Perioperative Administration of COX 2 Inhibitors and Beta Blockers to Women Undergoing Breast Cancer Surgery: an Intervention to Decrease Immune Suppression, Metastatic Potential and Cancer Recurrence
Recruitment status was Not yet recruiting
Surgery for breast cancer has a major role in enhancing long term survival and cure, but several physiological aspects associated with surgery are implicated as enhancing tumor spread and formation of distant metastases. These include: an increase in pro-angiogenic factors, direct spread of tumor cells, accumulation of grown factors, immune suppression and direct effects of anesthetics and opiate pain relievers on cancer cells. Some of these pro-metastatic mechanism may be blocked by the interventions proposed in this study, namely by administration of β-adrenergic blockers and COX2 inhibitors around the time of surgery.
Studies have shown that surgery increases levels of catecholamines and prostaglandins, which in turn may promote the release of pro-angiogenic factors such as VEGF, and enhance vascularization of micro metastases.
Opiates given for pain relief during and after surgery have been reported to enhance tumor cell division and cause immune suppression.
The immune system is significantly suppressed during surgery. This suppression has been shown to affect the systemic resistance to infection as well as neoplastic metastatic processes.
Several studies have shown that increased levels of catecholamines and prostaglandins add to the immune suppression.
Studies in rats found that peri-operative administration of the beta β-blocker propranolol together with the COX2 inhibitor etodolac significantly reduced the suppression of NK cell activity as well as the risk for distant metastases.
A recent retrospective clinical study found that among breast cancer patients treated with a combination of regional anesthesia and a COX inhibitor the recurrence rated were significantly less than among patients undergoing surgery without these two interventions.
The purpose of the proposed prospective trial is to examine if peri-operative administration of the combination of a β-blocker together with a COX2 inhibitor will prevent suppression of cellular immunity, decrease VEGF levels, and decrease cancer recurrence rates.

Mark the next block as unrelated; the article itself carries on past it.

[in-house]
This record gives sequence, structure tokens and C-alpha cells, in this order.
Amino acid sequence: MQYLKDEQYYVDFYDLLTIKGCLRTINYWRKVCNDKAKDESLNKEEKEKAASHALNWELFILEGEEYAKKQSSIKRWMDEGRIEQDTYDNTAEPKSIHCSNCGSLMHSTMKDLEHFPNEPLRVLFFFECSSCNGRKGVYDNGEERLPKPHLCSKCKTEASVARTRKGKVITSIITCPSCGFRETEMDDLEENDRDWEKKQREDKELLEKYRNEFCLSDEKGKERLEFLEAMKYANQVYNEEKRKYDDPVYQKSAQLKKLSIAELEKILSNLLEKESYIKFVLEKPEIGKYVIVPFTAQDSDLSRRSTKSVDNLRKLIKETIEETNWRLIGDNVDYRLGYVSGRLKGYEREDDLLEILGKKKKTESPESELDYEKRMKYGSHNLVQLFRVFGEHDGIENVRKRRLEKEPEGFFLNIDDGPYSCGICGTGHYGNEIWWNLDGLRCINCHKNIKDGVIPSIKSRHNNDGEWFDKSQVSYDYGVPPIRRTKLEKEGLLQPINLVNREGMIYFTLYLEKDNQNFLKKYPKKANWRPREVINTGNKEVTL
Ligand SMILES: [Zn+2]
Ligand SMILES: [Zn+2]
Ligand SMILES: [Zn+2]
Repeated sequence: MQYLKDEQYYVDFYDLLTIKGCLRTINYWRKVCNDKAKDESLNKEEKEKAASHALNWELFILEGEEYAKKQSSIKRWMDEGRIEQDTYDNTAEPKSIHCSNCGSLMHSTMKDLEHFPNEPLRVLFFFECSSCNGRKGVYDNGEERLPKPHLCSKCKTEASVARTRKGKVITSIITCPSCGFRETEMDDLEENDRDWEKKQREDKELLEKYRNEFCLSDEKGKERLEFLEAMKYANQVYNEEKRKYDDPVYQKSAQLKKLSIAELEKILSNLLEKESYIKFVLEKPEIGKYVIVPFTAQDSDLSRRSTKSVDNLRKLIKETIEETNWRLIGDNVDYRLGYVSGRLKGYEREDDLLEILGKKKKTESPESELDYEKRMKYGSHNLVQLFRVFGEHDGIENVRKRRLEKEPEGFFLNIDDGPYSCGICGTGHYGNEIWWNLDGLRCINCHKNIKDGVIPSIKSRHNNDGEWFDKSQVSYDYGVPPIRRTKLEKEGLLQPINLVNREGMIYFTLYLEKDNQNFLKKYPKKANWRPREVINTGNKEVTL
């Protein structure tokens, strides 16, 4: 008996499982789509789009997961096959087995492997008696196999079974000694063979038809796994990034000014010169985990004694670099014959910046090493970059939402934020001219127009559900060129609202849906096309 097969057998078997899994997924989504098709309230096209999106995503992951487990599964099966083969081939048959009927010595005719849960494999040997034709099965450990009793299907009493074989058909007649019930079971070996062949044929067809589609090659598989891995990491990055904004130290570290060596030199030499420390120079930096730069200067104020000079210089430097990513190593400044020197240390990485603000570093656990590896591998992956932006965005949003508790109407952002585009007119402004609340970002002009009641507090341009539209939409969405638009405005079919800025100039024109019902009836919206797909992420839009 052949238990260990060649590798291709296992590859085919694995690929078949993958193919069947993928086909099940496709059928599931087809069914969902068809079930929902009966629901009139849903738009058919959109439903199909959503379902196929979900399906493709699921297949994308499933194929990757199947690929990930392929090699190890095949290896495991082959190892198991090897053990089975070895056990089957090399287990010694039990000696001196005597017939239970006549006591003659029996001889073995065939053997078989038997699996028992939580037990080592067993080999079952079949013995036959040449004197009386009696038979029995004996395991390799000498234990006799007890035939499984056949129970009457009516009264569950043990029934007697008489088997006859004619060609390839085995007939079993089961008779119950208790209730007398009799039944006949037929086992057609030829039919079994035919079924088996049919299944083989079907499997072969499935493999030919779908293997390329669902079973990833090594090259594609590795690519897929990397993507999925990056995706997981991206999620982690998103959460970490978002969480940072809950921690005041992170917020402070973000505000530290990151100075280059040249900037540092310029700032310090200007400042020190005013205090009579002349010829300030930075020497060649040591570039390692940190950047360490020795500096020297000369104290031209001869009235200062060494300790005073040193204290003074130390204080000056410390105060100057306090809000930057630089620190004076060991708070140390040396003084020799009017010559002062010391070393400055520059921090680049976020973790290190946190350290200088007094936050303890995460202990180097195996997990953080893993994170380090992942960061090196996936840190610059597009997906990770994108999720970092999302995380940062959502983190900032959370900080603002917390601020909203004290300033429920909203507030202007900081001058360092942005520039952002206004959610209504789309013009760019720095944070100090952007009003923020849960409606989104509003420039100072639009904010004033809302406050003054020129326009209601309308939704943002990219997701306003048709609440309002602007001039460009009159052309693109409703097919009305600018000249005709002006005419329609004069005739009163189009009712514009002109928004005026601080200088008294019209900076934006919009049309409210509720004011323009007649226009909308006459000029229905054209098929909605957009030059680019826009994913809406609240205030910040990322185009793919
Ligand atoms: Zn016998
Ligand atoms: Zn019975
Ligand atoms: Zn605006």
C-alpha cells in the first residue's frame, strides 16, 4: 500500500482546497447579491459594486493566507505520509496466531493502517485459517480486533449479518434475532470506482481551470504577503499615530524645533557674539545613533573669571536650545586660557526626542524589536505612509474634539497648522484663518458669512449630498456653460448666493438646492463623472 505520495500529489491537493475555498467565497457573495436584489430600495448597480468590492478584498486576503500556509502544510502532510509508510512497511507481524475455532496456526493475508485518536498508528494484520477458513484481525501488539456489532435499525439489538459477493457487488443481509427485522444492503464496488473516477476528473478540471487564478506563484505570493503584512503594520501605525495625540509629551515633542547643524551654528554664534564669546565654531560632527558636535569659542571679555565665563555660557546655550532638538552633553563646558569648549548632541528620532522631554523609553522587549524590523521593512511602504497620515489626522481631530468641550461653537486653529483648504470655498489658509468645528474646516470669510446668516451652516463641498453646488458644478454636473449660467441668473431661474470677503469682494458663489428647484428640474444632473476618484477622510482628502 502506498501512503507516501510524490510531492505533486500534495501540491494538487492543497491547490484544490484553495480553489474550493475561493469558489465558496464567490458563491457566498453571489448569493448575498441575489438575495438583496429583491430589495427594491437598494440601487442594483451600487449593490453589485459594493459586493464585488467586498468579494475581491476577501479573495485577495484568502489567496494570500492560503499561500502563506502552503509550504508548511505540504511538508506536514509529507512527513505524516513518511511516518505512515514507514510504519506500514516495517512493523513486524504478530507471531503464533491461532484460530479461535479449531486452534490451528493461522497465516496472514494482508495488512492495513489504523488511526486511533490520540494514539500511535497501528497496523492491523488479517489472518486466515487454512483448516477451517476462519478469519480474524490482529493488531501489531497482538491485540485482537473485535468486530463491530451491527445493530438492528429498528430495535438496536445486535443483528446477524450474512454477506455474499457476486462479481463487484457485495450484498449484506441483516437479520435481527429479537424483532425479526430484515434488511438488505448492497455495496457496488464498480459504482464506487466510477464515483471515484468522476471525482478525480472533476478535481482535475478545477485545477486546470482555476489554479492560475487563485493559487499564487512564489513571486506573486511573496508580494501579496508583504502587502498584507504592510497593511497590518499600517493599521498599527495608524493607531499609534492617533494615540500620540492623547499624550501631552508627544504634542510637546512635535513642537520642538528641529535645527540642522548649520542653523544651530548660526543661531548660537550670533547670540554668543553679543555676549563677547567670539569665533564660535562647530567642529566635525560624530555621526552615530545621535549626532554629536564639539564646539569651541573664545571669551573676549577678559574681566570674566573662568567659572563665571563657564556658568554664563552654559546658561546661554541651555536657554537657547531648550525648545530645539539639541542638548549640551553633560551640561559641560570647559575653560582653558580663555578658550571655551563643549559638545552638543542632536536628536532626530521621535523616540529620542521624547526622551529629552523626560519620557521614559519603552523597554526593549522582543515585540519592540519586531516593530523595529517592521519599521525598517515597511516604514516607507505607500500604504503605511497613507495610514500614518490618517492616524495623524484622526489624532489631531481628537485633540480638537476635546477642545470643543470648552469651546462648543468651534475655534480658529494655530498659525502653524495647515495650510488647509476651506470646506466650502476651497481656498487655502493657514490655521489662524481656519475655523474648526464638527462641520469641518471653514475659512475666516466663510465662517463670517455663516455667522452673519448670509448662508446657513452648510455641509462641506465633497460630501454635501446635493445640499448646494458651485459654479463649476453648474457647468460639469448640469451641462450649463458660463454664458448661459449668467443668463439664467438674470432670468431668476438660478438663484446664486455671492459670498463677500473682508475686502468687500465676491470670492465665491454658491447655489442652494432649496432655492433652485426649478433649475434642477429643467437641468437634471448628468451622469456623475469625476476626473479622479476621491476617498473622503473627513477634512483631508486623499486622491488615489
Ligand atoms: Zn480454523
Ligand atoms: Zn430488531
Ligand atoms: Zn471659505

In the proposed study breast cancer patients will be treated with a combination of a β-blocker and COX2 inhibitor (or placebo) before, during and after surgery. (A control group of healthy women will serve as untreated controls). The variables which will be examined are: number and activity of NK cells, levels of Th1 and Th2 cytokines, serum stress hormones and angiogenic factors, and the ability of leukocytes to produce Th1 and Th2 cytokines as a result of in vitro stimulation.
In addition to these immediate parameters, long term follow up will be conducted in order to determine the effect of the intervention on long term cancer recurrence over five years.
Statistical analysis will be done using t-tests, ANOVA, and multivariate regressions, with regard to the known risk factors for recurrence such as tumor grade, lymph node involvement etc. Sample size for immunological parameters will be 40 patients in each group and 20 healthy women. Sample size for estimates of cancer recurrence at five years of follow up wiil be 460 women (230 in each group). This sample size provides a power of 80% to detect a 50% reduction in cancer recurrence at an α of 0.05.
|Study Design:||Allocation: Randomized
Intervention Model: Parallel Assignment
Primary Purpose: Prevention
|Official Title:||Perioperative Administration of COX 2 Inhibitors and Beta Blockers in Women Undergoing Breast Cancer Surgery: an Intervention to Decrease Immune Suppression, Metastatic Potential and Cancer Recurrence|
- No. & cytotoxic activity of NK cells, levels of NKT cells, lymphocytes, monocytes and granulocytes; cytokine levels; In vitro cytokine secretion; levels of cortisol and VEGF. Cancer recurrence in 5 years [ Time Frame: 5 years ]
|Study Start Date:||October 2007|
|Contact: Tanir M Allweis, MD||+972-2-584-4111 ext firstname.lastname@example.org|
|Hadassah Hebrew University MEdical Center||Not yet recruiting|
|Jerusalem, Israel, 91120|
|Sub-Investigator: Avidan Alexander, MD|
|Sub-Investigator: Carolyn F Weiniger, MD|
|Sub-Investigator: Ronen Beeri, MD|
|Principal Investigator:||Tanir M Allweis, MD||Hadassah Medical Organization|
|Study Director:||Shamgar Ben-Eliyahu, PhD||Tel Aviv University, Neuroimmunology Research Unit|